“No”, an impressive effort from a talented director • Current editions


OJ Haywood is a man of few words. He spent his life, under the tutelage of his father, raising horses for Hollywood productions. He and his much more effervescent sister Em provide horses for movies and TV shows. But they also tell the actors how to treat the horses; what they can and cannot do around a horse; how to prevent animals from overreacting to sound and light stimuli. It’s a life. And this is their life. Especially OJ, as he has no desire for an acting career, unlike Em.

After the mysterious death of their father, the Haywood siblings fall on hard times and plan to sell their ranch to Jupe Park, a former child actor who now operates a small western theme park created for the sole purpose of exploiting an incident. infamous in which a startled chimpanzee went into a murderous rage on the set of a 1990s sitcom. Jupe was the sole survivor of the so-called “Gordy’s Home” massacre.

It’s the admittedly odd setup of Jordan Peele’s latest film, “Nope,” in which the sharp young talent steps away from his horror-movie comfort zone to this time dabble in the genre of supernatural science fiction. You see, there’s a strange UFO hovering in the skies west of Los Angeles that thrives on sucking people, animals, and objects into its belly, then blasting them miles away. Of course, the UFO – which the protagonists call “Jean Jacket” – never “performs” in town, but rather in the great void of the desert, where it is difficult to call for help, even less to contact the authorities.

OJ and Em conspire to record a video (“Oprah quality” video, they say) of the creature in action. At first, they install a slew of electronic surveillance equipment from Fry’s Electronics. But when they realize Jean Jacket is only performing his feats after temporarily shutting off all nearby electricity (or “turning off the lights,” if you will), they enlist the services of veteran cinematographer Antlers. Holst, who is filming the procedure with an old hand-cranked camera. . To say more would be to give away too much, but suffice it to say that Peele is another winner. While some felt the ending was too ambiguous, I find the entire film a very satisfying sci-fi mystery, in the same sense that Peele’s last film “Up” was a very satisfying horror thriller.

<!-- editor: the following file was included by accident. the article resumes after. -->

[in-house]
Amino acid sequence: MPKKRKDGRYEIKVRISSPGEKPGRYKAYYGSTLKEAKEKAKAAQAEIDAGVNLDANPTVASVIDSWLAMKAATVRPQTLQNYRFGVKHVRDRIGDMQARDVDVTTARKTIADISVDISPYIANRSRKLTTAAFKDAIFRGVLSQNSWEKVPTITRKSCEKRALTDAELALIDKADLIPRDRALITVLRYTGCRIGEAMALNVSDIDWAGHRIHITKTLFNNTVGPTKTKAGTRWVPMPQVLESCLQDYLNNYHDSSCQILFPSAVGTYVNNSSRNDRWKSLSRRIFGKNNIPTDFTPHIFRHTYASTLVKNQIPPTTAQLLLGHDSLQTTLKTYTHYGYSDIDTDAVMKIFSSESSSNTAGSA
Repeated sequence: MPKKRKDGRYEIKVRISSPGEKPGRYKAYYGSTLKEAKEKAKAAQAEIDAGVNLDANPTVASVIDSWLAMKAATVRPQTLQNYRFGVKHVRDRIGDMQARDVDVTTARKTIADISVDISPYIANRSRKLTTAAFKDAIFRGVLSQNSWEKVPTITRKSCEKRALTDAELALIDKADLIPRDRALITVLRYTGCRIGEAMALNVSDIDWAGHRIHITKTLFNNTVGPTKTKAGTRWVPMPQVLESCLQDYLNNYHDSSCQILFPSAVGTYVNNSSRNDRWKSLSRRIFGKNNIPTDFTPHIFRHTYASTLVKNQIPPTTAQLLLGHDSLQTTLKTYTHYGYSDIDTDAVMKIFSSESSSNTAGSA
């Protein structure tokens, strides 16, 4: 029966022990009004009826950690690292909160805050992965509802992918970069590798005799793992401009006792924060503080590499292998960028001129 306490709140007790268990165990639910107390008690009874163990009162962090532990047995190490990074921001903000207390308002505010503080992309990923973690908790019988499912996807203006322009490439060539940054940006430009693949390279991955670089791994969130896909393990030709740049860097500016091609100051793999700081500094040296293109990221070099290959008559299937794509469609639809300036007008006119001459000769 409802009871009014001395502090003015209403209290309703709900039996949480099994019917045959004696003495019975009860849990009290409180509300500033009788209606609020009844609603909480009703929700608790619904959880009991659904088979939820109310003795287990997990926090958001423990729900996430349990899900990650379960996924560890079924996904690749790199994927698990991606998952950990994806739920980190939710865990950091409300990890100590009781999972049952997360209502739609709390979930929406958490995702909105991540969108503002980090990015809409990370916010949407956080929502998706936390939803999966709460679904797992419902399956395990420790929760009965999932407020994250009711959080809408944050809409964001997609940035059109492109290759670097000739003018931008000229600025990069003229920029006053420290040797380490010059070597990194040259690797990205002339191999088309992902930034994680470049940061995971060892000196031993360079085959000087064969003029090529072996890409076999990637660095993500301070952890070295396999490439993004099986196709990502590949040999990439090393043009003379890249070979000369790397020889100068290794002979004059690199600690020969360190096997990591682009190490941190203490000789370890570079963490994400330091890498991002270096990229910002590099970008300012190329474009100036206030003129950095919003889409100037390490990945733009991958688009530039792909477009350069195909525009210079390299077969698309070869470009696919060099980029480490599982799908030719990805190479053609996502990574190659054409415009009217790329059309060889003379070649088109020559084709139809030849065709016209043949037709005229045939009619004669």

Unlike some directors (and I’m thinking of you, Mr. Tarantino), Peele stays away from blood and guts, in favor of heightening the level of suspense, à la Alfred Hitchcock. Peele takes us into the realm of the unknown, and every twist ultimately makes sense. Remember the WWII airline pilots who disappeared at the start of Steven Spielberg’s “Encounters of the Third Kind”? That opening scene didn’t seem to have any connection to the rest of the movie until the very end, when it all made sense.

Peele throws several of these cinematic curveballs at us in “No,” and they serve to make the experience richer and deeper. Peele (who also wrote the screenplay) allows us to discover the unknown with his characters, instead of making the viewer a kind of omniscient observer. It brings us closer to the action and involves us, as the layers of the plot are peeled away.

Peele also boasts an excellent cast, including Daniel Kaluuya, who played the lead role in Peele’s debut film, “Get Out.” Keke Palmer (who was a child actress in “Akeelah and the Bee”) plays Em. Steven Yeun is Jupe, and veteran actor Michael Wincott plays Antlers. In what turns out to be a surprisingly strong supporting performance, newcomer Brandon Perea plays Fry’s salesman who supplies the electronic surveillance equipment. His interest in UFOs gives more prominence to his character as the story progresses.

Given that Jean Jacket isn’t eliminated and the main protagonists all survive, “Nope” seems to be ripe for a sequel. I hope Peele doesn’t succumb to the lure of the sequel. Better to let “No” stand on its own merits. It is a powerful and very gripping film.

The topic of debate will inevitably be, what does it all mean? There’s a recurring theme in how we treat animals — from the horses on Haywood Farm to the chimpanzee in the sitcom — that seems to play out in the form of Jean Jacket. It’s almost as if Jean Jacket took the revenge of animals on society. But even that can be overkill. Unlike recent sci-fi movies like “Interstellar” and “Arrival,” I don’t believe Peele’s goal is to make an all-encompassing commentary on humanity. Instead, it’s best to take “No” for what it is – an eminently engaging sci-fi mystery that leaves us contemplating and discussing for weeks after our initial viewing. It’s a major effort from a talented young writer and director.

“No” has screened at Landmark, UA, IMAX, Living Room Theatres, Tibbs Drive-In, Cinemark, Regal, Studio Movie Grill, AMC, Flix Brewhouse, Showtime and Legacy.


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